I tend to burn out developing my stories before they even reach the page, so I'm taking some advice to plan a novel. I didn't quite follow the advice to the letter; I used an idea that had been rolling around in my head for a while. Character A had a backstory, Character B was in conflict with him, and there would be an antagonist to both of them. Anytime I try to introduce the antagonist, however, I find myself losing interest because I have no idea who he is. I'd be happy to throw him away and see where the story goes without him, but I'm concerned that it would lose much of its motivation.

I need to know all of my main characters better. I recently wrote a scene that shed a lot of light on Character B's reasons for wanting to leave the situation in which Character A has placed him. That and Character A's backstory might be enough to provide the motivation I'd miss if I chucked the antagonist. I would like to write some scenes revolving around these details, but they wouldn't be part of the finished novel and I'm afraid of slipping into procrastination.

Is there room for writing scenes that could prepare me for writing the main story, but won't be in the final version of the novel? Is this procrastination, or is it useful for a story I haven't spent a lot of time developing? How can I tell the difference?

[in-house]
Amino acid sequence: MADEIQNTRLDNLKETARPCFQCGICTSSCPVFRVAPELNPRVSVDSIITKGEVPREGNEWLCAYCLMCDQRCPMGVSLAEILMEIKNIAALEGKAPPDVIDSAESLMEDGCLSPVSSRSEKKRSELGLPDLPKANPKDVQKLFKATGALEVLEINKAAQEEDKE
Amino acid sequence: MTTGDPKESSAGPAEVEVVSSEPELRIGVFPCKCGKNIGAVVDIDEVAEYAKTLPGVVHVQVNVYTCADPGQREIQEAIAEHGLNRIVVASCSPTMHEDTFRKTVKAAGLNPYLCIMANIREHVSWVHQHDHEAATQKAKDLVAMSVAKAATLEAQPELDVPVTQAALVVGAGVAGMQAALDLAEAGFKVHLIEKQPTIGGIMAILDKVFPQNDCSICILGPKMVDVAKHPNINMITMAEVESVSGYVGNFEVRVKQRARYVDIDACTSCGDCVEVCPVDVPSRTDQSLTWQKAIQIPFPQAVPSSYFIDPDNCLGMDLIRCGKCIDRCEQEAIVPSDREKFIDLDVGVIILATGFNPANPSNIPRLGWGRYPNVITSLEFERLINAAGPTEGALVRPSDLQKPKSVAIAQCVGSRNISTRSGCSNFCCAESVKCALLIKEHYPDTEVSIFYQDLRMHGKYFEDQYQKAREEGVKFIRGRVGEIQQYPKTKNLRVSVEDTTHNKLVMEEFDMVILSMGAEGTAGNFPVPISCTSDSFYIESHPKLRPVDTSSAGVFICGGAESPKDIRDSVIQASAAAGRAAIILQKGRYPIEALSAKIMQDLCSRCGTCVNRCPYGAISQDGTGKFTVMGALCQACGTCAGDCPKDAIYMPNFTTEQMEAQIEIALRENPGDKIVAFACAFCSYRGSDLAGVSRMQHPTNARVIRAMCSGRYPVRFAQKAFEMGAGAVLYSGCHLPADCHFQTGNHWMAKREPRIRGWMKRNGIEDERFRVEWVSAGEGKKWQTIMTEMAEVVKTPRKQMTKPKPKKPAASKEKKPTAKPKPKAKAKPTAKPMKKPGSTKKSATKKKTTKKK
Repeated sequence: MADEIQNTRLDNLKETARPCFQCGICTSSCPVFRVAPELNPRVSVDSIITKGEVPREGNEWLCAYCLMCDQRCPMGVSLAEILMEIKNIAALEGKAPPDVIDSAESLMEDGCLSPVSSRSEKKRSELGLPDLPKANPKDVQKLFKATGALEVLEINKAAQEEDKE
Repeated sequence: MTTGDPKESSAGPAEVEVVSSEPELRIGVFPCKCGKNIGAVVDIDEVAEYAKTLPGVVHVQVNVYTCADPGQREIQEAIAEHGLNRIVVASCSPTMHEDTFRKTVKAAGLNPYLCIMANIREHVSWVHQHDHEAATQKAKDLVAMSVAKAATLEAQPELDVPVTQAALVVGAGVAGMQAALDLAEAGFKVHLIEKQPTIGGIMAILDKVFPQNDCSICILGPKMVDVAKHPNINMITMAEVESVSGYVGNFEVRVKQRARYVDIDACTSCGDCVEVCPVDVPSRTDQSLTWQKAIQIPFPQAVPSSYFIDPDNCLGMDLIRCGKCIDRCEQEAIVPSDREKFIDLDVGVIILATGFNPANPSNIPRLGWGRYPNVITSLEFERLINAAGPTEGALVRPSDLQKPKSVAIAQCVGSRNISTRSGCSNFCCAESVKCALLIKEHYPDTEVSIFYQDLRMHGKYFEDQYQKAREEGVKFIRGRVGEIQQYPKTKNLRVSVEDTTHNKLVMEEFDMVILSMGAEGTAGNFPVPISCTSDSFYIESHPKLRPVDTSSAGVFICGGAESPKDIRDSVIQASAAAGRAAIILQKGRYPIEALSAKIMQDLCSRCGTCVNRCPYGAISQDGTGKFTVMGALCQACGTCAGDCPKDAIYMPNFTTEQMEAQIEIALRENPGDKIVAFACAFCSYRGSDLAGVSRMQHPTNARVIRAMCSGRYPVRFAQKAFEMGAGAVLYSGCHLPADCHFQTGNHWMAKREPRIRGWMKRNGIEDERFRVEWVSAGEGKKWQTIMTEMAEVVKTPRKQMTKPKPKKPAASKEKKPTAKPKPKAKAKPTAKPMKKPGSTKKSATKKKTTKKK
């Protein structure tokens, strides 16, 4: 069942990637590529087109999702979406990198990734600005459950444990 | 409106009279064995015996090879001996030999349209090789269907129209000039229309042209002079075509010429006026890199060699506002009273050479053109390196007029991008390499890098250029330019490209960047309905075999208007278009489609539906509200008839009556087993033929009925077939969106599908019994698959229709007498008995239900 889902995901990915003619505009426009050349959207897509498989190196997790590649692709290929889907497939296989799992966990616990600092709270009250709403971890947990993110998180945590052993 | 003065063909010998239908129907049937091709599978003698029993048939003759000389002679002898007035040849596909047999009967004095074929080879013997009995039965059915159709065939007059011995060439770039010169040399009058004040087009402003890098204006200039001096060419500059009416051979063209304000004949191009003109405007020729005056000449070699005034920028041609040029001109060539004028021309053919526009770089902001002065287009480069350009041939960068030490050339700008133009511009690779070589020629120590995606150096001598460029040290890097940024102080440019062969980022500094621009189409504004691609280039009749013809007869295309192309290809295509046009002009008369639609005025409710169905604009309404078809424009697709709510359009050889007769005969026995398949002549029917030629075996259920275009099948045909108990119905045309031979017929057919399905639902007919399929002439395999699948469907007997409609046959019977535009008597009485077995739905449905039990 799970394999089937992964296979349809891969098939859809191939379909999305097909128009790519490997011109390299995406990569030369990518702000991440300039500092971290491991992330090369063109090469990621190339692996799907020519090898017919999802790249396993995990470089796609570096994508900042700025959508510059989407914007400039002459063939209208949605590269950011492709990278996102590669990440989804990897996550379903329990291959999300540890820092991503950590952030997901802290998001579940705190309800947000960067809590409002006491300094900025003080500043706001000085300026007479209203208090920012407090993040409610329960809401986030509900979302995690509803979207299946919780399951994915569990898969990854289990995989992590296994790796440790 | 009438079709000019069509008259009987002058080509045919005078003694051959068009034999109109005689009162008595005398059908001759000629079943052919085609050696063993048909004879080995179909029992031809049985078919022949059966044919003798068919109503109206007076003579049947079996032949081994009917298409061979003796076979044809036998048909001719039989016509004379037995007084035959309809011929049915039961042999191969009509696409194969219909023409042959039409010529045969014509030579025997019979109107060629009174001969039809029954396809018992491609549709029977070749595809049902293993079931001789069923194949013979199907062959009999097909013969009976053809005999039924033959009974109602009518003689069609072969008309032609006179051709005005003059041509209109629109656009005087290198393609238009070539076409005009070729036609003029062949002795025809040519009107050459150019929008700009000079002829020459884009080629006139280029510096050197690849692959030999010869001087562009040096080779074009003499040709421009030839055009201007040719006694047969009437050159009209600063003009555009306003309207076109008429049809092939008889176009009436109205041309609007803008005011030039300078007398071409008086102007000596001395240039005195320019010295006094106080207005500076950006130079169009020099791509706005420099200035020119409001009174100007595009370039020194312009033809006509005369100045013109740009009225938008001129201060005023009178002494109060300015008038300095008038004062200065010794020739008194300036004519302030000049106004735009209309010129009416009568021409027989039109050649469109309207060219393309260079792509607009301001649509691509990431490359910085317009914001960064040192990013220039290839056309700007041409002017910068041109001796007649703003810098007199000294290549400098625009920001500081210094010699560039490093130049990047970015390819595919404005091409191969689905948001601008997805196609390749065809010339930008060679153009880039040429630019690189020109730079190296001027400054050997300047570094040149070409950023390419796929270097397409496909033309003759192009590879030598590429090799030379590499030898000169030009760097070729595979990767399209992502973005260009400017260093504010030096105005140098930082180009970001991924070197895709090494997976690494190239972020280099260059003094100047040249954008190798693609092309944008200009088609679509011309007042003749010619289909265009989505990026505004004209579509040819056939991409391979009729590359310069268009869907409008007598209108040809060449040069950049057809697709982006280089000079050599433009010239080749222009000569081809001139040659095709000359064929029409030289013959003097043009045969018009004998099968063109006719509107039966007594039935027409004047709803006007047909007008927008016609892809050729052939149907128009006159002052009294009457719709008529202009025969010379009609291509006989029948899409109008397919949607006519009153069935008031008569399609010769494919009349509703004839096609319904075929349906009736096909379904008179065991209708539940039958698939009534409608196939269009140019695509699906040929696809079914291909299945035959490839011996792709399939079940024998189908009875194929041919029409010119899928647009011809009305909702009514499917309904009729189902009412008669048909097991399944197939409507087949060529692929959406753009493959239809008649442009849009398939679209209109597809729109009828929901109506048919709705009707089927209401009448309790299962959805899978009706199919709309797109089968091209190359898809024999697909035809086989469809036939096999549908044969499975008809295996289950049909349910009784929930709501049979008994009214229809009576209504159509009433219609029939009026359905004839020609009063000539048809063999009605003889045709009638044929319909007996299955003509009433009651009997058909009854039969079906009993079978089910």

• Since Stack Exchange is not a discussion forum, I've lightly edited your question to make it more answerable. Have I kept your question intact? If I've damaged it, please revert and we can try again. Commented Feb 21, 2012 at 3:43
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    Actually, I think your edit brought out the question I wanted to ask. I am especially interested in hearing the answers of those familiar with pantsing novels, but I won't mind answers from plotters as well. Since that statement seems to be what red-flagged you, I see no reason why that information can't just stay in this comment.
    – Sheelawolf
    Commented Feb 21, 2012 at 5:20
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    I'm glad mt edit was helpful. In the interests of transparency and clarity about the moderation process: What stood out for me was the fact that the information was a request for discussion. Commented Feb 21, 2012 at 6:09